JOPLIN, Mo. — Mark Rohr is center stage in an investigator’s report that describes Rohr as a vindictive manager who could not get along with department heads and pushed his wife around at City Hall.

    City administrators on Friday afternoon released full copies of the report and its supporting documents by special investigator Thomas Loraine, an Osage Beach attorney.

    The investigation assigned by the council was intended to focus on the conduct of Councilmen Bill Scearce and Mike Woolston, and to determine how a note regarding Scearce was removed from Rohr’s desk.

    Rohr on Friday called allegations that he screamed at and shook his wife in City Hall as “pure fiction. That did not happen.”

    Loraine contended that incident, described by Jack Schaller, a former public works employee who resigned after part of the council made a failed bid in August to fire Rohr, lends credibility to a 911 call for a domestic disturbance at the Rohr home. Loraine included an audio copy of the call as well as the testimony of former Police Chief Lane Roberts, who said that no charges were pressed against Rohr because the family recanted the information given in the call. He made no mention in the report of Rohr’s explanations.

    Rohr said Schaller resented him for not promoting Schaller’s wife to direct human resources.

    “It is hard to tell which is more flawed, the Loraine report or the process the city followed” in conducting the investigation, Rohr said.

    Loraine questioned Rohr about the disappearance of the sticky note that had details of Scearce’s former involvement with a convicted bookmaker. Rohr tells Loraine he received information about it from the police chief. Loraine repeatedly asked Rohr to disclose details Rohr did not want to disclose, saying he did not want to violate a law by disclosing investigatory information the chief had given him to protect city interests.

    “I would love to tell you, but I just don’t want to get myself in trouble by doing so,” Rohr told Loraine. Loraine pressed him on the details of the meaning of the words in the sticky note.

    “I’d like to get some professional counsel before I do so. And I’m a little troubled because to me, the issue is how did the note get removed, not what’s in the note,” Rohr said.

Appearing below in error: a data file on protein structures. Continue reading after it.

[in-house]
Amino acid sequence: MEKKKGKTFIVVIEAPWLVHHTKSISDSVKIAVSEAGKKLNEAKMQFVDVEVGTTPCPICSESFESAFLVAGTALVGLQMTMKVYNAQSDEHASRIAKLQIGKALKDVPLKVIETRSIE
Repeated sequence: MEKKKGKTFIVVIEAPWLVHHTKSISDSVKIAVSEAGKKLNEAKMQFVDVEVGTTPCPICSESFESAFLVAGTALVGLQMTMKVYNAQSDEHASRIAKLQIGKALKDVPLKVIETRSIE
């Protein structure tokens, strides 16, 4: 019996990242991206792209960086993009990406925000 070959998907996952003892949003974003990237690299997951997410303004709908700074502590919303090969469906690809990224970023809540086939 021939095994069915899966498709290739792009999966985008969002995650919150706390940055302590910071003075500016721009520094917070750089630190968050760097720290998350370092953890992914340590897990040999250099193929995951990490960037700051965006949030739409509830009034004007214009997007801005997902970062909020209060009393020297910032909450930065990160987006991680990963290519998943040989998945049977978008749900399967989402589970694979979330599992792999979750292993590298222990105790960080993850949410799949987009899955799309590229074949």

Loraine reads Rohr the assignment from the council for the investigation and said it involved the nature of the note. Rohr disagreed. “I remember the council meeting, it was the nature of the circumstances of the disappearance of the Post-It note,” Rohr told him.

    Loraine told Rohr: “I’m going to tell everybody how that happened at the end of this investigation, but one of the things I need to do is I need to have answers to the questions. If everybody came in here and said what you said, I wouldn’t be able to tell anybody anything.”

    The report pins some of the council’s disharmony on Rohr. “It became evident to this investigator from the testimony fairly quickly that the council was divided into two camps, and that City Manager Rohr manipulated this problem and encouraged the state of division in the council,” the report reads.

    “I didn’t ‘manipulate and encourage’ this divide,” Rohr wrote in an email to the Globe on Friday. “It made my job and my life much more difficult. I did not create it as Mr. (Richard) Russell indicates. It was created by the majority bloc meeting and plotting and implementing the installation of the mayor in early 2012.”

    Loraine’s report says there was a chasm between City Attorney Brian Head and Rohr that impeded city work and fueled the council’s divisive feud, illustrated by the council’s split 5-4 vote to fire Rohr after the Feb. 4 report was disclosed.

    Head had made complaints to the council that he was being excluded from contract talks early on with the Wallace Bajjali Development Partners, the firm that became the city’s contracted master developer after the tornado. Head said Rohr shouted at him for going to the council about the issue during a meeting involving Wallace Bajjali staff. He also said Rohr did not know how to work with the city’s licensed professionals and did not allow them to have much input into the crucial early stages of project planning.

    Replied Rohr: “Mr. Head expressed dissatisfaction early on about his not being involved in nonlegal decisions as apparently he was allowed to participate in by the past city manager.” Rohr said he and other department heads saw Head as “an impediment” who did not get his work done.

    “I constantly received complaints from other department heads about him not doing work they needed. He has a poor work ethic and is constantly off work for a variety of aches and ailments.”

    Head also testified that Rohr accused him of operating a “shadow government” during one of the city’s ice storms. He said Rohr had sent out an email on how city staff should respond to residents in need of help and Head sent out an email saying city employees also had been victims of the storm.

    Former director of public works, David Hertzberg, who was demoted last year as the result of a discovery that uncollected department fees amounted to $150,000, told the investigator that the reason cited for his demotion was missing tires in the city garage and billing problems in the code division. Hertzberg didn’t agree with the way he was demoted, though he thinks a boss should be able to pick his own team. But, he didn’t like his name associated with thievery in the process. Hertzberg said Rohr did not want constructive criticism.

    Rohr said Hertzberg was not well-equipped to be a department manager.

    Councilman Scearce and council candidate Jim West told the investigator that Goodyear lost city business in tires and tire alignments after the tornado because Rohr directed city staff to stop using the business. Rohr said Goodyear would not fix his tires, which were damaged when he was driving after the tornado.